If you don’t even know what UX and UI mean, I highly recommend spending the money to work with a web designer.
Why? Because they’ll not only design a visually compelling and easily navigable website, but they’ll help you avoid the next marketing mistake, which is…
Mistake #5. Not Employing an SEO Strategy
Having a website is essential. But it’s not enough. Your website will rank higher on relevant queries with the right SEO (search engine optimization) strategy. Without it, you could end up with a killer website that no one ever sees.
Any legitimate web designer will know their stuff when it comes to SEO strategy. They’ll know which keywords to use (and how/where to insert them into your website’s code), how to write high-performing meta descriptions and title tags, the best alt text to use, and more.
Can’t afford a web designer right now? No big deal. You’ll just need to spend some time learning the basics. Learn more about maximizing your SEO strategy.
Mistake #6. Not Having a Blog
Sure, there are successful independent financial advisors who don’t have blogs. But the most successful ones do.
A blog helps you establish yourself as an expert and reach and connect with potential (and current) clients. When you write your own content, you can leverage it to build trust, provide value, and generate leads.
Your blog is a chance to show firsthand that you really “get” your prospective clients, and understand their pain points, wants, and needs. It’s also a chance to position your website as the relevant answer to your prospects’ questions.
Here are some tips as you get started:
- Don’t be afraid to give away too much (but be sure you leave your readers wanting more). Think of your blog as a way to show prospective clients how you can solve their problems, without actually solving all their problems right then and there—this is where the "leave them wanting more" piece comes into play. Sharing your knowledge helps prove your legitimacy to prospects and will go a long way towards showing your usefulness. Over time, prospects will start to see you (not just your blog) as the answer to their problems, at which point they'll become clients.
- Produce evergreen content. Writing a weekly blog is one thing. Maintaining that blog is another. Blog maintenance becomes much more manageable when you focus on producing evergreen content (i.e. content that remains relevant over time) that doesn’t need to be regularly updated.
- Don’t be salesy. Just don't. Your blog is not a direct sales tool; it’s a tool for building trust, demonstrating your usefulness, and, again, showing prospective clients that you actually know what you’re talking about.
- Do be strategic. Offer an email subscription option and consider taking things one step further by creating a gated content offer you can link to your blogs. Both of these things will give you access to something very valuable: your prospects’ email addresses.
- Never lose sight of your audience. Writing is not only easier when you make your client the central focus, it’s also most effective for lead generation. Consider your target clientele and craft content that taps into their core values, addresses their pain points, and offers solutions.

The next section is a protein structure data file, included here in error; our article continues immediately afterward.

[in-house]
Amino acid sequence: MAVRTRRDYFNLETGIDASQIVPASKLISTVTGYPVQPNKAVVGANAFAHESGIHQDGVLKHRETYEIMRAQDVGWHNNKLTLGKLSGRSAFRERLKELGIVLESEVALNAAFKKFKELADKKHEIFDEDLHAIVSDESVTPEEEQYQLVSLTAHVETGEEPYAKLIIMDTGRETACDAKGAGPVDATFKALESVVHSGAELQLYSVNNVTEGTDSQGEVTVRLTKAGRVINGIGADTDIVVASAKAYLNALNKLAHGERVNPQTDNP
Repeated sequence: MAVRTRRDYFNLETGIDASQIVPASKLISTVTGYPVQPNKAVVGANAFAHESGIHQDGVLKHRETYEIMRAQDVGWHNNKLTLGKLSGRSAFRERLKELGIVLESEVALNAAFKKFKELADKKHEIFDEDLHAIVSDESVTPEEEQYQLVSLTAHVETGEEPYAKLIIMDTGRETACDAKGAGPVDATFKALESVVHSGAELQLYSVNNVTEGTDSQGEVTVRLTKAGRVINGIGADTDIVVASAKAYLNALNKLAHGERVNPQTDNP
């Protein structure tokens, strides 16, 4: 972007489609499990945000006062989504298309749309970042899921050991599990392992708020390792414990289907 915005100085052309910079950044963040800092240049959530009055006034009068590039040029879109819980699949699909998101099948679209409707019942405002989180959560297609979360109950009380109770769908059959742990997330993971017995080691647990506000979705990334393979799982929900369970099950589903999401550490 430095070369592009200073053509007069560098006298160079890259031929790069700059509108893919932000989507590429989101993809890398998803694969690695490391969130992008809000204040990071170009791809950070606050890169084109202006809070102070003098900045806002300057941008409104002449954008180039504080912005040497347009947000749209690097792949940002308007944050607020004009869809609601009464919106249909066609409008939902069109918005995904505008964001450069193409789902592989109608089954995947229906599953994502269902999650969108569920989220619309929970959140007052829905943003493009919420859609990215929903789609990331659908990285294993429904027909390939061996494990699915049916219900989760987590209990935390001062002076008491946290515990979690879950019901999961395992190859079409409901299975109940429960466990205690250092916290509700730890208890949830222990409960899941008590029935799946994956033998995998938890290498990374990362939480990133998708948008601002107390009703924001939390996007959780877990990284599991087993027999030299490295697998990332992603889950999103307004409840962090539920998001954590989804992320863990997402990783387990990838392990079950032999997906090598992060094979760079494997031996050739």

Don’t have a blog? Perhaps this is the “something new” you can try this year.
Mistake #7. Avoiding Networking Opportunities
Many advisors want to skip right over the networking stage of practice growth. It can be time-consuming, draining (and, depending on your personality, exceptionally draining), and sometimes downright awkward.
But while networking might not be at the top of your to-do list, it should at least be on it.
There’s no denying the influence a solid professional network can have on your career. Often the most connected people are the most successful.
That’s because networking is about more than exchanging words; it’s about establishing and nurturing mutually beneficial relationships.
So next time you’re thinking about skipping out on that conference because it’s not in the budget, or you don’t have the time, or whatever other excuse you’ve conjured up, think again.
Mistake #8. Not Reviewing Your Marketing Plan
Your marketing plan is not a “set it and forget it” kind of thing. It's an iterative process. That's because marketing itself is not, and never will be, a static endeavor. It requires long-term attention and care to set the pace of your firm’s growth.
Understanding the effectiveness of your marketing plan is perhaps more important than the plan itself.
As you review your plan, you should challenge assumptions, revisit your strategy, and contemplate lessons learned. Are there any changes you want to make to your materials, milestones, budget, or metrics? The review process is the time to do it.
If you aren’t consistently reviewing your analytics and checking the pulse of your marketing efforts, then you might as well not have a plan at all. Tear it up. It’s useless.
Have you been making any of the marketing mistakes above? That's okay. You don't know what you don't know.
But now that you do know what marketing mistakes you should avoid, it's time to focus on getting it right. Good luck!
About the Author
As XYPN’s Content Manager, Kelly Moorman is tasked with communicating the Network's value proposition to the world. For years, Kelly has helped organizations tell their stories in ways that inspire others to listen, and to care. Her penchant for a well-crafted sentence, good grammar, and clever wordplay has earned her the moniker “Word Whiz” around the XYPN office. She’s thrilled to share XYPN’s story with you and the rest of the world.